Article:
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The Voice of the Black Community

Arts and Entertainment

LATIBAH Collard Green Museum returns bigger, better
Artist T'Afo Feimster continues mission to spread appreciate of Black culture
 
Published Wednesday, April 30, 2014
by Michaela L. Duckett

PHOTO/PAUL WILLIAMS III
LATIBAH Collard Green Museum founder T'Afo Feimster stands in front of a life-size installment he created as part of his Black history museum, which recently reopened in Charlotte's Westend community.

T’Afo Feimster, founder of the LATIBAH Collard Green Museum, is on a mission to fulfill a need in the community.

“There is a need for African Americans to really understand their history and their culture,” he said. “It’s very critical that we do.”

Feimster believes that as black people have succeeded individually through integration, some of the ties that have historically held the fabric of the community together have been severed.

 “We have not been a community really in the sense that we used to be,” he said. “In terms of a unity with common challenges and working together, we have kind of forgotten about that. We are scattered.”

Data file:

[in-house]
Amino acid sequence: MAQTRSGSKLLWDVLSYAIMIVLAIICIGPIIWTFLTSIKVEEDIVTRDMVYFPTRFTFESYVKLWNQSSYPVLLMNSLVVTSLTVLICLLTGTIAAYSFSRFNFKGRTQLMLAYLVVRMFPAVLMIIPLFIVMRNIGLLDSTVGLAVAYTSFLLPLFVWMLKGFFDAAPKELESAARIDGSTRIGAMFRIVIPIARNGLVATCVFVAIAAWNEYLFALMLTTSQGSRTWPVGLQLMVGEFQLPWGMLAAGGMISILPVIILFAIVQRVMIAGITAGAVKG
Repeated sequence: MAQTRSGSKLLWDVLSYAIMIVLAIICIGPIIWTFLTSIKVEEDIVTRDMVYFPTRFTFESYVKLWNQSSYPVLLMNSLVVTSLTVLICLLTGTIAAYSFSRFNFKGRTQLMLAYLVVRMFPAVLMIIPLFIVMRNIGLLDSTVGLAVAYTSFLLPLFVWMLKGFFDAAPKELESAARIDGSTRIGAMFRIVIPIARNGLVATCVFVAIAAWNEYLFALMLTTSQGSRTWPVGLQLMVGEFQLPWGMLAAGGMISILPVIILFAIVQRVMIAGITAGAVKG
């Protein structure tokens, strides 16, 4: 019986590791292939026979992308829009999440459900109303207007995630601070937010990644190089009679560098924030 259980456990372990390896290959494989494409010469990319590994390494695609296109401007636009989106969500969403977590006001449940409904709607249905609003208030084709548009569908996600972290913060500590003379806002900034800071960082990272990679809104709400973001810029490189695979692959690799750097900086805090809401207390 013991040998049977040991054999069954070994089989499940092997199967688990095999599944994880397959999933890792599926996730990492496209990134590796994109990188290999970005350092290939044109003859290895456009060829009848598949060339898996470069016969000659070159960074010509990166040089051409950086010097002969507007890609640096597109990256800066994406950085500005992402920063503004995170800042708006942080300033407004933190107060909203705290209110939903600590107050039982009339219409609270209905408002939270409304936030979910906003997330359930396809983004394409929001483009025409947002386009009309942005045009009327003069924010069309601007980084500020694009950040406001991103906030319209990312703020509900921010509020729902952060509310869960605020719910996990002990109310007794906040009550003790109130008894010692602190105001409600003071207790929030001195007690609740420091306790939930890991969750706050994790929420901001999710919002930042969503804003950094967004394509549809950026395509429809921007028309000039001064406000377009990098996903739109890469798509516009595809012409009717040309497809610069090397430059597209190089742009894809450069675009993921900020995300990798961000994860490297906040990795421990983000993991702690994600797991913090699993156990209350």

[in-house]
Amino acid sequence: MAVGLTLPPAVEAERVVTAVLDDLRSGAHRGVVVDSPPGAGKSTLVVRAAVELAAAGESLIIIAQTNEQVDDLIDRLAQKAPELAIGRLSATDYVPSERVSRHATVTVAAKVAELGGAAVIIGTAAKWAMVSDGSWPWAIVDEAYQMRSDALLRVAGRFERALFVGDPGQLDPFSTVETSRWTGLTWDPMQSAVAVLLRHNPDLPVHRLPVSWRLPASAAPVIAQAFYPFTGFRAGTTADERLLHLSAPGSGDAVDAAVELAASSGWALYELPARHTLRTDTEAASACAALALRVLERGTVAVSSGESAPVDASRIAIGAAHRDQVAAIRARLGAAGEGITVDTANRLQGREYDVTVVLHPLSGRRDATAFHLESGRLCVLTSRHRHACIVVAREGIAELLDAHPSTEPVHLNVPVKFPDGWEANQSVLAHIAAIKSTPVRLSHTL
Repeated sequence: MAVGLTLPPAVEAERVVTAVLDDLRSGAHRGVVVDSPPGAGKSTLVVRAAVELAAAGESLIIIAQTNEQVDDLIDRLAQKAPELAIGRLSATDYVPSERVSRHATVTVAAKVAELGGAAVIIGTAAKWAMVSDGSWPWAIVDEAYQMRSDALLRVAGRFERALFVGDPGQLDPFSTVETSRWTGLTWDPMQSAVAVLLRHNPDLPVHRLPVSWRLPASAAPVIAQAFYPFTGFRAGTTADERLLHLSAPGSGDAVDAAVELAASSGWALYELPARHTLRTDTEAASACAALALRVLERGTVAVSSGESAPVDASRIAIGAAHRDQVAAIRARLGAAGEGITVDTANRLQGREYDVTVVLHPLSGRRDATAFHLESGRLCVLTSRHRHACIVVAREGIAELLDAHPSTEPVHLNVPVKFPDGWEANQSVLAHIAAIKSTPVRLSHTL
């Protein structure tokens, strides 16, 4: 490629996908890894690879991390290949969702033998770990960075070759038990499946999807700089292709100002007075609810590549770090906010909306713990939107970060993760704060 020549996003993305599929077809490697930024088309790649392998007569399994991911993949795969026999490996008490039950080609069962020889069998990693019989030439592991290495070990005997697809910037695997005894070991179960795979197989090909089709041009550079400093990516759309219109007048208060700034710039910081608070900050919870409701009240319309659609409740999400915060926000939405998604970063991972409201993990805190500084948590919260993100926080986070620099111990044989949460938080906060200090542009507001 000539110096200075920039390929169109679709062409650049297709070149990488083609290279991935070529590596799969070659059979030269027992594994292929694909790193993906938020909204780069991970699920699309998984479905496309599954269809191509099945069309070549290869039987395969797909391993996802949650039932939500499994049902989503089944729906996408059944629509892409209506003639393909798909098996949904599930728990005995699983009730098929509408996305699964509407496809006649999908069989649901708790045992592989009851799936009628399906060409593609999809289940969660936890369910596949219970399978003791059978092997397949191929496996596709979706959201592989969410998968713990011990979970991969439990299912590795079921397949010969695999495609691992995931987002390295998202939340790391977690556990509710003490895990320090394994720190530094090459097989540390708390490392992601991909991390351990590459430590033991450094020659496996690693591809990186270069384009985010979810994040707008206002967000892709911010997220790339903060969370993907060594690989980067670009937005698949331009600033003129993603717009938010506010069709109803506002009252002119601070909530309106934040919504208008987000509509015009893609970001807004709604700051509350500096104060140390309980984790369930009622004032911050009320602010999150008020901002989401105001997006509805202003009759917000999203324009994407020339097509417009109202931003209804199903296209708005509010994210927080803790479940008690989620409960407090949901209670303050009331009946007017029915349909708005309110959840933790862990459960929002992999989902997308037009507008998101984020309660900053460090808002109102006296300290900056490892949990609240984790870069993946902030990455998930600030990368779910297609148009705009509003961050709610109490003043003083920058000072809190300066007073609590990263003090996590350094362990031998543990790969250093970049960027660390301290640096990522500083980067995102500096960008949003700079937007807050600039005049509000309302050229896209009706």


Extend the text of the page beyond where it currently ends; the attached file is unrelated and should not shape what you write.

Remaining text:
Feimster went on to question whether black people of today and previous generations have ever fully grasped who we are as a people to the point of taking pride in our culture and African descent.

“We have sort of pushed that aside, and have somewhat assimilated into this society,” he said. “When you avoid your culture or have no connection with your culture or are rejecting your culture, that’s going to affect how you see yourself or how you feel about yourself.”

Feimster said the mission of his museum is, in part, to help bring awareness and education of black history to African Americans so they can feel more pride in their culture.

“First of all, we must understand who we are,” he said. “Once we understand who we are, we will definitely appreciate the greatness of Africa as well as African people and African-American people.”

Exchange of culture

Feimster adds that his message is not just one for African Americans but for the entire community.

“As Carter G. Woodson said, we all need to know about all cultures,” he said. “We want to bring in all diversities of cultures and people to help them understand who we are. We talk about being a melting pot in America and diversity, but when you don’t understand the other person, it’s going to be difficult to communicate and to work together with the lack of understanding. We have to understand, at least as best we can, or be exposed to other cultures as well.”

With that purpose in mind, Feimster hosts a “cultural exchange” program throughout the year. He invites various ethnic groups from the community in to experience a free program on black history and African-American culture. In exchange, the guests of honor share their culture and traditions with the black community.

In April, he invited volunteers from the Hindu community for the exchange. The program included cultural music, ethnic dancing, a play about East Africa and showcase of Indian attire and jewelry.